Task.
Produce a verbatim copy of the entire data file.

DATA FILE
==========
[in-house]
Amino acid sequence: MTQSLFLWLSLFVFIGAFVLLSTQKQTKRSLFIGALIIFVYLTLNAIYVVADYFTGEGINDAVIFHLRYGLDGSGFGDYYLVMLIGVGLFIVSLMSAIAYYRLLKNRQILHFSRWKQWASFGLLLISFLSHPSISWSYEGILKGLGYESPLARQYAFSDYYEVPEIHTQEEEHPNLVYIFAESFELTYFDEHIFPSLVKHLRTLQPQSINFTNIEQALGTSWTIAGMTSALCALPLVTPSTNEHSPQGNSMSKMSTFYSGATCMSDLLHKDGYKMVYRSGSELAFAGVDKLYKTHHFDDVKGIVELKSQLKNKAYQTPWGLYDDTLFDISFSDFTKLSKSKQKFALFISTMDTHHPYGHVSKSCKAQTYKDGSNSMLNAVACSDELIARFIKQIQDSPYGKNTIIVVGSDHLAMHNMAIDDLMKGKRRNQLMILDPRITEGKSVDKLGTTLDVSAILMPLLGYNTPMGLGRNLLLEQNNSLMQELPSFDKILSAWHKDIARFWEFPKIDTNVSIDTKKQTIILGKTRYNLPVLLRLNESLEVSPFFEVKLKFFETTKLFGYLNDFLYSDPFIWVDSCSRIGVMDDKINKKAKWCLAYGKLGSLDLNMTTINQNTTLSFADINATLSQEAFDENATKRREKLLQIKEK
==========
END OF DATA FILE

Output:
[in-house]
Amino acid sequence: MTQSLFLWLSLFVFIGAFVLLSTQKQTKRSLFIGALIIFVYLTLNAIYVVADYFTGEGINDAVIFHLRYGLDGSGFGDYYLVMLIGVGLFIVSLMSAIAYYRLLKNRQILHFSRWKQWASFGLLLISFLSHPSISWSYEGILKGLGYESPLARQYAFSDYYEVPEIHTQEEEHPNLVYIFAESFELTYFDEHIFPSLVKHLRTLQPQSINFTNIEQALGTSWTIAGMTSALCALPLVTPSTNEHSPQGNSMSKMSTFYSGATCMSDLLHKDGYKMVYRSGSELAFAGVDKLYKTHHFDDVKGIVELKSQLKNKAYQTPWGLYDDTLFDISFSDFTKLSKSKQKFALFISTMDTHHPYGHVSKSCKAQTYKDGSNSMLNAVACSDELIARFIKQIQDSPYGKNTIIVVGSDHLAMHNMAIDDLMKGKRRNQLMILDPRITEGKSVDKLGTTLDVSAILMPLLGYNTPMGLGRNLLLEQNNSLMQELPSFDKILSAWHKDIARFWEFPKIDTNVSIDTKKQTIILGKTRYNLPVLLRLNESLEVSPFFEVKLKFFETTKLFGYLNDFLYSDPFIWVDSCSRIGVMDDKINKKAKWCLAYGKLGSLDLNMTTINQNTTLSFADINATLSQEAFDENATKRREKLLQIKEK